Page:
Assyrian Period Finds at Ashdod-Yam
A small number of trial digs were conducted at Ashdod-Yam in the 1960s, which demonstrated the antiquity of the port but it is only this year that excavations were resumed, this time under the direction of Dr. Alexander Fantalkin of Tel Aviv Archaeology Department. The expedition has uncovered a fortification system of the port dating to the 8th century BCE, the period of the Assyrian occupation, as well as much later evidence of the Hellenistic period of the 2nd century BCE, after the time that Alexander the Great was making his way down this coast to Egypt. The excavators found remains of a building of that period with Hellenistic coins and weights. This has been just the first season of the excavations and more finds are expected.
Jerusalem, Pottery Fragments from Before 586 BCE
Fragments of pottery that can be dated to the reign of Zedekiah, the Judaean client king appointed by the Babylonians in 597 BCE, have been uncovered at the City of David excavation conducted by Dr. Joe Uziel and Nahshon Zanton for the Israel Antiquities Authority (IAA). The fragments include small figureheads, lamps with single and multiple spouts, inscribed handles and above all a bowl fragment with an incomplete inscription in paleo-Hebrew lettering, which reads as “….ryah bn bnh….”. The excavators point out the similarity with the name Zechariah ben Benayah, the father of the prophet Jahaziel (2 Chron.20:14) who advised King Jehoshaphat (870-845 BCE) about going to war against Ammon and Moab. They also point out that the inscription was written on the bowl before firing, and thus was not just something written on it as a sherd, and so it might imply possible ownership of the bowl.
Nimrud Fortress, 13th Century Lion Relief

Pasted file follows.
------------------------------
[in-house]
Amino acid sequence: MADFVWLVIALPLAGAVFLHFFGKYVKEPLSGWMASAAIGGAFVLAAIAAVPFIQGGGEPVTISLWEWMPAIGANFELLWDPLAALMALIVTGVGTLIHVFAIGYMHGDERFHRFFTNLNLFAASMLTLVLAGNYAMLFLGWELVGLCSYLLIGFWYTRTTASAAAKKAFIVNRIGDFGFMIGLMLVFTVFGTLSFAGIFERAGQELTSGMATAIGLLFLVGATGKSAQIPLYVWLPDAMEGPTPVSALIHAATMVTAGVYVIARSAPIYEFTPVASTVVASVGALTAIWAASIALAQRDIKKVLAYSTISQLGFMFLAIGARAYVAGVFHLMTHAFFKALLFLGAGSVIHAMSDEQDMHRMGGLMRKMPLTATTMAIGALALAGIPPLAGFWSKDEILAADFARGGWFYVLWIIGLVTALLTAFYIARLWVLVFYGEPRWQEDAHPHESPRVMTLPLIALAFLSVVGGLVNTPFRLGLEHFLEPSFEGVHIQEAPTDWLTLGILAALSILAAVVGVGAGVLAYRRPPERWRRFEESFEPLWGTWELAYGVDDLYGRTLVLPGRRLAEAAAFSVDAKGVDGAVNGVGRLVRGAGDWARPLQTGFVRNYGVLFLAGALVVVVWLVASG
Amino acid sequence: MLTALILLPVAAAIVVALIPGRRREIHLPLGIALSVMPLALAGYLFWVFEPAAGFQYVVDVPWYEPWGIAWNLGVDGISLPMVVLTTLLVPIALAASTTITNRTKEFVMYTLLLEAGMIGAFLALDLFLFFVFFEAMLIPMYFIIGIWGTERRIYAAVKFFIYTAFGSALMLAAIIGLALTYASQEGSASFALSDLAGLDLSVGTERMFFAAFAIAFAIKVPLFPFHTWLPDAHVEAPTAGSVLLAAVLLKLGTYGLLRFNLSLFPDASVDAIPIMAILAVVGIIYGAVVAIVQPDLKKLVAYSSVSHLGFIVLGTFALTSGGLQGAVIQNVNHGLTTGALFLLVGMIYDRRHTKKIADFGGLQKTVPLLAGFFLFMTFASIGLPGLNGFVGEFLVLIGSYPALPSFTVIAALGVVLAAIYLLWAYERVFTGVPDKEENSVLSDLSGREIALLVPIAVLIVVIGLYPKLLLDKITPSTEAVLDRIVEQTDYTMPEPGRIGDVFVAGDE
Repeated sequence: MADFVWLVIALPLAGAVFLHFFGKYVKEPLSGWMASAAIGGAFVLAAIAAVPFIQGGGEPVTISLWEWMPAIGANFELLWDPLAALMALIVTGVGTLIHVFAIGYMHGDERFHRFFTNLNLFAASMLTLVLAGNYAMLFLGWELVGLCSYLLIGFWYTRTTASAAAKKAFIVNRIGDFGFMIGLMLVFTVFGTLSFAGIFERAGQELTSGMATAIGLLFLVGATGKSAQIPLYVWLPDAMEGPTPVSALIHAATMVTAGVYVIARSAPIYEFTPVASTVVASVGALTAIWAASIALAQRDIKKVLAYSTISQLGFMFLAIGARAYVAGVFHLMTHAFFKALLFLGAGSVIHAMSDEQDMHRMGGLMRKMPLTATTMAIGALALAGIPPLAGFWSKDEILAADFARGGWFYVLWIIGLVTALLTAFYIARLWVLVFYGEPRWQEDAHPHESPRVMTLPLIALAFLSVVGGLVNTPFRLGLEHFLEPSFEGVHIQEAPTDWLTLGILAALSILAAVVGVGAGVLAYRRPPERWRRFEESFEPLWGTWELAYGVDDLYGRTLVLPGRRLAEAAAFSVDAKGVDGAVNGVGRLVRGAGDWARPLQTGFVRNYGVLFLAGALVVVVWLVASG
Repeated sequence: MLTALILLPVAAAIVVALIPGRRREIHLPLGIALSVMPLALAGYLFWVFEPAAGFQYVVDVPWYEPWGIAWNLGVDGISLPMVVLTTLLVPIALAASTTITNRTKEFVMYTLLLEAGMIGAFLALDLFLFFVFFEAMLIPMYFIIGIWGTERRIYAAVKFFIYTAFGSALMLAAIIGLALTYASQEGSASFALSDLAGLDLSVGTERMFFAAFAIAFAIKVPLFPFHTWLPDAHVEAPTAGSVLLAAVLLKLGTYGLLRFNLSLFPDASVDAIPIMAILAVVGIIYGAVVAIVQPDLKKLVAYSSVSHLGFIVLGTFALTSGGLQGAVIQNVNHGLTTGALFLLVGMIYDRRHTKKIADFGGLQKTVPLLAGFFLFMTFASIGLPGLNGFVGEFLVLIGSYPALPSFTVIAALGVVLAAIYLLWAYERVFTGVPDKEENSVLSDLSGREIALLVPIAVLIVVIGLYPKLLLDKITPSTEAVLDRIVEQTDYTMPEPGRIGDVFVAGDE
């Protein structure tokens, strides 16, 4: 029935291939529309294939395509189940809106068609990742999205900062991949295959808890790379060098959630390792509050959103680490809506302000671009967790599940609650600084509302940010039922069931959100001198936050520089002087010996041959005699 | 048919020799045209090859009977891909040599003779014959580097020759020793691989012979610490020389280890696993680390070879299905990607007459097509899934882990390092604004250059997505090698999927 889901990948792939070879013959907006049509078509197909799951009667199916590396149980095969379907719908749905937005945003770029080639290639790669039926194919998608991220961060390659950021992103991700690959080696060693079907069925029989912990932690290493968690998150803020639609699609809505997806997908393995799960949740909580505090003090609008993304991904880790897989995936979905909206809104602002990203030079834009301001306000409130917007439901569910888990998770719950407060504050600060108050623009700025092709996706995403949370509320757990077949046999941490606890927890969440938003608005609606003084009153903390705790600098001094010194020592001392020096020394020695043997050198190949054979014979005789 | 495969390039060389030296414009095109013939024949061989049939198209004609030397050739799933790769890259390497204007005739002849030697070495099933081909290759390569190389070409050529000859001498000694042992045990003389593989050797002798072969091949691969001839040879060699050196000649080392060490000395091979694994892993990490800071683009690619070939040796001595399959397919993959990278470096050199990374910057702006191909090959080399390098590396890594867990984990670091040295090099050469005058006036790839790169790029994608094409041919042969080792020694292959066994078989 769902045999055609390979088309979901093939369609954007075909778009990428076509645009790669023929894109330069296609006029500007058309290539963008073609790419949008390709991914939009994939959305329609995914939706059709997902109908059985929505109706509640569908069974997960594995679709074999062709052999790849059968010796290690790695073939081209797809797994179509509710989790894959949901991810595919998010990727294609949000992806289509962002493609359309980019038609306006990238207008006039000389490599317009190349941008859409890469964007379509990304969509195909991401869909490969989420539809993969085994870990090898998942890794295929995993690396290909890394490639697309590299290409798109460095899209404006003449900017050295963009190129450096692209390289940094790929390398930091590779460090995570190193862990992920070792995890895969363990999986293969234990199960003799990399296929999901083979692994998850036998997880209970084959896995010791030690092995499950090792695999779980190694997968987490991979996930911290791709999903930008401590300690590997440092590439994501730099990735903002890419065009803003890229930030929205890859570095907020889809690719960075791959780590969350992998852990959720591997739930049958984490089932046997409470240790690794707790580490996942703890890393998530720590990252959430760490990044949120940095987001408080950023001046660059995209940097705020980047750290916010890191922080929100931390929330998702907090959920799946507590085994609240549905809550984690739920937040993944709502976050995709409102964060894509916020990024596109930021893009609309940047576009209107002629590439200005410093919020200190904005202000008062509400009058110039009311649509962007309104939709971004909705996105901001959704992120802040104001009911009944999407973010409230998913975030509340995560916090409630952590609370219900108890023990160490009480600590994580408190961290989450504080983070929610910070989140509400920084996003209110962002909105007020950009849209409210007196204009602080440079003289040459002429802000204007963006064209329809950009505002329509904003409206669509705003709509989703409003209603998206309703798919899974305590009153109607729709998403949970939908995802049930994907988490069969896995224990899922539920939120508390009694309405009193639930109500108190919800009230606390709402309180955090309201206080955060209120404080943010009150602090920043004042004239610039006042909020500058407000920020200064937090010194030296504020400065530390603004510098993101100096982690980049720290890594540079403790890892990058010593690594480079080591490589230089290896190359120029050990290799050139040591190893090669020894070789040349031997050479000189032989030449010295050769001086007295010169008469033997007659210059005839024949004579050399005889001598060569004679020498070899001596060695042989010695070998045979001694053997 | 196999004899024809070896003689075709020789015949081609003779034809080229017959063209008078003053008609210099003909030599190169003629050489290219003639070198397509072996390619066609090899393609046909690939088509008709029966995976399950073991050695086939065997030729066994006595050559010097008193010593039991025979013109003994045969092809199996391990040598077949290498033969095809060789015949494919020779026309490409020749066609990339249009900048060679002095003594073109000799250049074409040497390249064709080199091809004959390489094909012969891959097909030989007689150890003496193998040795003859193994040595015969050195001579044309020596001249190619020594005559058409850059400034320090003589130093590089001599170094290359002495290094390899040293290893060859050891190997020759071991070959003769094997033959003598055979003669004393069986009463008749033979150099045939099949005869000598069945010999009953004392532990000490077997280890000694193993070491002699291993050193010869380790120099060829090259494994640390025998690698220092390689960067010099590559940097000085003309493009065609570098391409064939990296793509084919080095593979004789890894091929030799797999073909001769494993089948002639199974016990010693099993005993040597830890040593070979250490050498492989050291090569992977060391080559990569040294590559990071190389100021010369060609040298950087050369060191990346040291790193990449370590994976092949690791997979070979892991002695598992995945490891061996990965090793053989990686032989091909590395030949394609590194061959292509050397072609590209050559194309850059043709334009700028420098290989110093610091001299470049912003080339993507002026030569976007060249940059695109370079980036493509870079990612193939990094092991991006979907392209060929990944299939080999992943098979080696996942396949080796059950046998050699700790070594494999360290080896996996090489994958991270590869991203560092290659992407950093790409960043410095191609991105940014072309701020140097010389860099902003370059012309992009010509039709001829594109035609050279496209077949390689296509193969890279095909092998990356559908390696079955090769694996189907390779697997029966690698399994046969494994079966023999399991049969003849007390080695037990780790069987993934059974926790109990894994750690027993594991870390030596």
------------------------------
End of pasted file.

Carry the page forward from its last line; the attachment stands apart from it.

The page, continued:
Qa’alat Nimrod is a 12th and 13th century fortress in the upper Galilee and one of the finest castles in Israel. Mark Twain, who found Jerusalem to be a dirty and unpleasant city, praised Nimrod Castle as one of the finest monuments of the Holy Land. It looks like a Crusader castle but is in fact an Ayyubid and Mamluk foundation built to protect the road from the coast to Damascus against the Crusaders, It was strengthened and reconstructed by the Mamluk sultan Baybars in about 1270 CE. Today it stands prominently in a National Park where recently a large lion relief was found and identified by Dr. Moshe Hartal of the IAA. The lion was the royal symbol of the sultan Baybars and the stone carving is over one metre long. It is a rare and monumental piece that probably came from the castle, and is the second one of a lion to be found in this area in the last fifteen years.
Gold Cache found near Temple Mount
The gold items were found just about 50m south of the Temple Mount in the Ophel excavations conducted by Dr. Eilat Mazar of the Hebrew University over the last four years. The extraordinary find consisted of 36 gold coins, a pair of gold earrings, a silver ingot and a large 10cm. gold medallion, on a short chain, depicting a seven-branch menorah, a shofar and a scroll, which Mazar thought might have adorned a Torah scroll. The artefacts were found in two locations, one hidden below floor level and the other hastily scattered above the floor, as if left in a hurry. Both are dated by the excavator back to 614 CE, when there was a short invasion of Jerusalem by the Persians to 629 CE. Dr. Mazar thinks that the hoard was destined as a contribution to a synagogue to be built near the site and abandoned at the threat of the Persian invasion, and later never retrieved by the owners. The gold coins have been dated by Lior Sandberg, of the Tel Aviv Institute of Archaeology, to a series of Byzantine rulers dating from the 4th to the early 7th centuries CE. After preparation, it is intended to exhibit the artefacts worldwide before placing them for public display in the Israel Museum.
Award to Prof. David Ussishkin
The Percia Schimmel Prize for 2013 will be awarded to Prof. David Ussishkin at the Israel Museum on 4th February 2014. It is given for Distinguished Contribution to Archaeology in Eretz Israel and the Lands of the Bible. David Ussishkin is retired professor of Archaeology at Tel Aviv University and directed the excavations at Lachish for many years from the 1980s. He has recently published the five definitive volumes of that expedition and is at present co-director with Israel Finkelstein of the renewed Megiddo excavations. He has been a frequent and popular lecturer to the AIAS in London.
Correction to Report No. 53
In connection with the Crusader hospital, Report no.53 stated that “Saladin defeated the Crusaders in 1291”. This was wrong, the date should have been 1187. It was the Mamluks who defeated the second wave of Crusaders at Akko (Acre) in 1291. My apologies and thanks to John Bartlett for pointing out my mistake.
Stephen Gabriel Rosenberg,
W.F.Albright Institute of Archaeological Research, Jerusalem.